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Pakistan aid director: Generosity will dry up

<em>An estimated one million people have been displaced by the fighting between government troops and Taliban militants in Pakistan’s Swat Valley, creating a major humanitarian disaster. Graham Strong,Pakistan country director for World Vision, discusses the crisis. </em></p>
Image: Children push and shove in a scramble to get food at a refugee camp
Children push and shove in a scramble to get food at a refugee camp in Mardan, in northwest Pakistan, on Monday.  Greg Baker / AP
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An estimated one million people have been displaced by the fighting between government troops and Taliban militants in Pakistan’s Swat Valley, creating a major humanitarian disaster. Graham Strong is the Pakistan country director for World Vision, a Christian humanitarian organization, working on relief efforts. He discussed the humanitarian crisis and the efforts to tackle it with Can you describe the humanitarian crisis in Pakistan?
Graham Strong:
Today I was actually up in the Buner district. This is where the IDPs [internally displaced people]have been moving out of. We wanted to try to get further into Buner to see what was going on in the conflict area.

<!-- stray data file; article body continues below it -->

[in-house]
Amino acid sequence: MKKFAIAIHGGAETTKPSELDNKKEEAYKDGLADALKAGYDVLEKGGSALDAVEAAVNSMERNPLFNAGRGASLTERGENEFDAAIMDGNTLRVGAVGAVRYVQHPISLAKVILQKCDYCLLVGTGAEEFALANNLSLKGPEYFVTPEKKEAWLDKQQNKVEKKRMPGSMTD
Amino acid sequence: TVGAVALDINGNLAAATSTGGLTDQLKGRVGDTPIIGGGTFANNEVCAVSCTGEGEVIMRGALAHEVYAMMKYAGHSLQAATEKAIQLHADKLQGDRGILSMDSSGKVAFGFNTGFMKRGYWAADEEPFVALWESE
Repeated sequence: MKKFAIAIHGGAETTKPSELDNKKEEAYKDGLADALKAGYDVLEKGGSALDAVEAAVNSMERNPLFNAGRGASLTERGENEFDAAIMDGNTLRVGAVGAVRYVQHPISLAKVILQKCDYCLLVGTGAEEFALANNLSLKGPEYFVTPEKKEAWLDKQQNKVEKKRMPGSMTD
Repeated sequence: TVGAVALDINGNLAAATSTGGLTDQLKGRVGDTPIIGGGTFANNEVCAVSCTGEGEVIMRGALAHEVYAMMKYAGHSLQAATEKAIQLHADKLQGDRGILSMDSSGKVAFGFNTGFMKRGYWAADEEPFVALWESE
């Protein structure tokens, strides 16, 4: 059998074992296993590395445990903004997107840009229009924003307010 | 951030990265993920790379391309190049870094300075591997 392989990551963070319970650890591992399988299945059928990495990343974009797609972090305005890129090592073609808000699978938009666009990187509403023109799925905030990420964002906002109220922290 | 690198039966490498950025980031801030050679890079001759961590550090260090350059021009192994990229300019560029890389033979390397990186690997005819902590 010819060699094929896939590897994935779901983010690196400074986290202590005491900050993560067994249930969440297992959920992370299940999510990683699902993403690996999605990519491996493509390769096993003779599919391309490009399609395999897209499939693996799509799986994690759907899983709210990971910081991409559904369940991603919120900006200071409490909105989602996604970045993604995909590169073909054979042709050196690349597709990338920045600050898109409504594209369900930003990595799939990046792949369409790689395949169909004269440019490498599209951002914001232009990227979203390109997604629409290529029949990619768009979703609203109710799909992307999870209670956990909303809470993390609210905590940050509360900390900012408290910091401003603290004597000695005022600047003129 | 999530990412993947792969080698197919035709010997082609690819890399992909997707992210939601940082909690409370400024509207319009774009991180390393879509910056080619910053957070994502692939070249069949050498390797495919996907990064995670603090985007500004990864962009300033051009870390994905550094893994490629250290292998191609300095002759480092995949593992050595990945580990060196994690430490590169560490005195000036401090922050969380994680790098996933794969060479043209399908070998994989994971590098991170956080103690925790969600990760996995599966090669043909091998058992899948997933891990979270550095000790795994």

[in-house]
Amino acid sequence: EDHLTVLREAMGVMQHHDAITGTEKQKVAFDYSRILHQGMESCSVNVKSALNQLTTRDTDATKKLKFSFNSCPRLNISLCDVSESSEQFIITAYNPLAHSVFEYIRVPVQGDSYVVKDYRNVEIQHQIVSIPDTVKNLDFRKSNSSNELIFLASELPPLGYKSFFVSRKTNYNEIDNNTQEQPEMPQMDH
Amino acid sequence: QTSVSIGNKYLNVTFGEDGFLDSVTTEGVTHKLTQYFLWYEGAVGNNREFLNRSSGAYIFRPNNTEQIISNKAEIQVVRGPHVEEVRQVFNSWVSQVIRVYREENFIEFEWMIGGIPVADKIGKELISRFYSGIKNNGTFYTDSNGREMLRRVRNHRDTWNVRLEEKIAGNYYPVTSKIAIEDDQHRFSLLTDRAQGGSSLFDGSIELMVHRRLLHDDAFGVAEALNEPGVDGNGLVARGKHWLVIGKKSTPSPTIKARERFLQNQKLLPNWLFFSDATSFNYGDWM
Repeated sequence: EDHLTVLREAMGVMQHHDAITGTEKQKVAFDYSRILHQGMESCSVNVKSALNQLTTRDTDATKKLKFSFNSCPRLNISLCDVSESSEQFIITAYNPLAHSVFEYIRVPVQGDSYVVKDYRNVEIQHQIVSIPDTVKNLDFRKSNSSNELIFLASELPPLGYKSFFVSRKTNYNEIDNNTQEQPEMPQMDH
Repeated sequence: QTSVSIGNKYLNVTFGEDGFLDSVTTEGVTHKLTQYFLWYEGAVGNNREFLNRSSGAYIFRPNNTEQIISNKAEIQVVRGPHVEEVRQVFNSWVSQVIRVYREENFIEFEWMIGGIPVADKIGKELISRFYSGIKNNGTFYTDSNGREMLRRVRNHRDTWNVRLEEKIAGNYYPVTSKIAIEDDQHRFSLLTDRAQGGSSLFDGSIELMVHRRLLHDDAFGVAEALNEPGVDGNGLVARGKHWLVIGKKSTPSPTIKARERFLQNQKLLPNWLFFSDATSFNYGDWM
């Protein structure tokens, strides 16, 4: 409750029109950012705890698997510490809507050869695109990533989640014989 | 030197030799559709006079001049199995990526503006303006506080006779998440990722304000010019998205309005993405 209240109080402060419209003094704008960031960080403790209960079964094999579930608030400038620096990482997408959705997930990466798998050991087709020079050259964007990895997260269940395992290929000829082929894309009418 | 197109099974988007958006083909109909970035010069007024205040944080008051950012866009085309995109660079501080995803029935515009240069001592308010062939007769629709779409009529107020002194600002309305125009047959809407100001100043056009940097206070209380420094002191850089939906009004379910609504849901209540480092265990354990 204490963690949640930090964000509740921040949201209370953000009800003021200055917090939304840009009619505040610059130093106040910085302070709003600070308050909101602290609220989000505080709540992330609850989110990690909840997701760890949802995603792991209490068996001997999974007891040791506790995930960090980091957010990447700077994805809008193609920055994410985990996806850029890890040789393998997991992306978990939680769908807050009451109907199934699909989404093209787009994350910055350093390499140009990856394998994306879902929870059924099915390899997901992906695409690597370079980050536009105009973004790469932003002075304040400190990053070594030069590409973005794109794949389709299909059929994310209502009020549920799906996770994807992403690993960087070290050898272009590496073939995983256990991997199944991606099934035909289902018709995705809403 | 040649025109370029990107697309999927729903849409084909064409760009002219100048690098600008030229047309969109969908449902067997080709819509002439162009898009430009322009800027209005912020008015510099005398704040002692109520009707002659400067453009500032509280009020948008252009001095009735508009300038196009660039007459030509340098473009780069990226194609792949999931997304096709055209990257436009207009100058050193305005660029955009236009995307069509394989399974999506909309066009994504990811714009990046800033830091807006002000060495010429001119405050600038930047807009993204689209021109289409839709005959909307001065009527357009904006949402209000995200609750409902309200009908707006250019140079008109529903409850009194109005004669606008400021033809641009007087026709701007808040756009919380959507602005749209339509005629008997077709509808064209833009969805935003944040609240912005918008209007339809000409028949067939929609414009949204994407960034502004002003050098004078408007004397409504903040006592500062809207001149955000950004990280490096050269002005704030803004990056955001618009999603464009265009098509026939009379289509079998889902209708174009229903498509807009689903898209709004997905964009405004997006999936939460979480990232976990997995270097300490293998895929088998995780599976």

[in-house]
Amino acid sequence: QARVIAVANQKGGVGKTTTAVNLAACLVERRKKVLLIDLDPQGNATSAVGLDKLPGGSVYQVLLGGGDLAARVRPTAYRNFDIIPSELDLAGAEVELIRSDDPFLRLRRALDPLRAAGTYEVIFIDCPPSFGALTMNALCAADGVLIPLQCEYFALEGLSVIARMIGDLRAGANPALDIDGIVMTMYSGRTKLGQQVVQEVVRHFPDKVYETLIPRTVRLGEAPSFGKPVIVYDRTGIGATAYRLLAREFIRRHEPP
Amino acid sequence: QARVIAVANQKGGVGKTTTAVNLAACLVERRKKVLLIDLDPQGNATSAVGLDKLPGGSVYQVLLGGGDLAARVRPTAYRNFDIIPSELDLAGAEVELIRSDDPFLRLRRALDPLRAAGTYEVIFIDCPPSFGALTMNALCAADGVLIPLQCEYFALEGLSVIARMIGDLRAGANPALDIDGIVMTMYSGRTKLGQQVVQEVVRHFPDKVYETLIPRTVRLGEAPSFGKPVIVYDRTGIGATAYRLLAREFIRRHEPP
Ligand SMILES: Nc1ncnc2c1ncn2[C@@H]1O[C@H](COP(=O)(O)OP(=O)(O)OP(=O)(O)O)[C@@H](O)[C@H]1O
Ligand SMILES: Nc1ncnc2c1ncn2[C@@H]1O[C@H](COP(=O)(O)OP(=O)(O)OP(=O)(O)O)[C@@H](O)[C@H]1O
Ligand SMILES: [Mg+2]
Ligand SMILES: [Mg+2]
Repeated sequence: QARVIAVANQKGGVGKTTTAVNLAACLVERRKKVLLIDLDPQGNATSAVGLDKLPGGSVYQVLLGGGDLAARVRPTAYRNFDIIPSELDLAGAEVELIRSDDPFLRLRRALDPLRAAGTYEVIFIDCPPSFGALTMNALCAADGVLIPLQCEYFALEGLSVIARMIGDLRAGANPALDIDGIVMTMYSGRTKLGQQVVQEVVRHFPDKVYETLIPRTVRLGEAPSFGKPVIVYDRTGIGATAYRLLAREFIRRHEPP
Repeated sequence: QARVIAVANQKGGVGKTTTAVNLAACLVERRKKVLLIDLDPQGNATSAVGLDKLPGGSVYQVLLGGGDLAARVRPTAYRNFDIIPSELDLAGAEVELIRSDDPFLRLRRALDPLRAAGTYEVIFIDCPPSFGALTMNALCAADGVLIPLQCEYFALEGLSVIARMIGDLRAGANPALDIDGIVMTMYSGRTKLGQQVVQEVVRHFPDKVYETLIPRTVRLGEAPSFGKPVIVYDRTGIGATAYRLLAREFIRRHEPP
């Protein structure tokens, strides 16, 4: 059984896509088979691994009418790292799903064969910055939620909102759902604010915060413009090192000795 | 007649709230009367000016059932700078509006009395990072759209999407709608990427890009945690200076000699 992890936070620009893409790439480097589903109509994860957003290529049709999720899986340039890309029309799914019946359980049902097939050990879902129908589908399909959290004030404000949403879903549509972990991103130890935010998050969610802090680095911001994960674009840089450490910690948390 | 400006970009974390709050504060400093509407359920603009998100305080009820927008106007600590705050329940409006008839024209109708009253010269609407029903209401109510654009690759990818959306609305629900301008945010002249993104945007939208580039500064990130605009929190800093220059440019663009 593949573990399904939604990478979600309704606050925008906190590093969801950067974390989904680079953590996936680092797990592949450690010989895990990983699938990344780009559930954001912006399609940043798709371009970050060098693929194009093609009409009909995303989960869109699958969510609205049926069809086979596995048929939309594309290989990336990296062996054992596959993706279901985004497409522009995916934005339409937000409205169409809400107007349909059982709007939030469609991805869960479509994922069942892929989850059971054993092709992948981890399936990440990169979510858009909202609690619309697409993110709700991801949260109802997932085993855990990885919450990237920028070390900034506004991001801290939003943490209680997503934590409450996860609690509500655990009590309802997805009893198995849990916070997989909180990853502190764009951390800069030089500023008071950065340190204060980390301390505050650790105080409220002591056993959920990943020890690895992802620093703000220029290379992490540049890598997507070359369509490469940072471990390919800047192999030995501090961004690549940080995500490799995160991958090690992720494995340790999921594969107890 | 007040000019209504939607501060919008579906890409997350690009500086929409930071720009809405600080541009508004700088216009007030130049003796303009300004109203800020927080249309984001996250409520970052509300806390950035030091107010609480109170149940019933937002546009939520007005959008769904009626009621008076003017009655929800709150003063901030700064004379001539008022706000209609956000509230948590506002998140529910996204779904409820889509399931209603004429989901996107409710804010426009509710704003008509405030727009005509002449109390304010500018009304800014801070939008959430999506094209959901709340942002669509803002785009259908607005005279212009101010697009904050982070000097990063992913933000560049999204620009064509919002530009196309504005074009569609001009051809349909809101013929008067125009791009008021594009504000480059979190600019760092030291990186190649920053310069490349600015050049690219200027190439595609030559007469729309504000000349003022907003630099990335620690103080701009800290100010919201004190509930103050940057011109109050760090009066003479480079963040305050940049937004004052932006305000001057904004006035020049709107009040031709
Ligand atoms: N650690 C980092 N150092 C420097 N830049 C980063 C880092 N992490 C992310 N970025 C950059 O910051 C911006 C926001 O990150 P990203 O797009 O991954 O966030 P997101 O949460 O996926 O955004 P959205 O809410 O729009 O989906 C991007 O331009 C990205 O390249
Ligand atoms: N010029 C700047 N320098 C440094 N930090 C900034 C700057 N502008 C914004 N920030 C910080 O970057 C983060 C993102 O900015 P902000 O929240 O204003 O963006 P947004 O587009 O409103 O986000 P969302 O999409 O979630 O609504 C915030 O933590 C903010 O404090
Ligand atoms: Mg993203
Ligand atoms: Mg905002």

We managed to get about 20 minutes into the district of Buner – into a village called Dagai. We were trying to move further into Buner, but the community asked us to please not go any further because of security concerns.

So we spent a lot of time in Dagai. We found out that since the violence started, a lot of the IDPs coming out of Buner have come through Dagai, into the camps and host families in Swabi. Many also went into Mardan, but not through this route.

The elders in the community made a very rough estimate that about 7,000 people were currently being hosted in the area. But Buner has been off-limits to most humanitarian groups, so most people have not been registered with authorities as IDPs. Only very limited services have been provided to these people.

All of these people are living within host communities or with host families. When you are living with a host family, they are usually relatives. But the community also hosts people who might be strangers. They are put up shelters or guesthouses that are available in the community. The community ends up taking care of them – trying to provide food, accommodation and some basic services.

What are the concerns of people you met?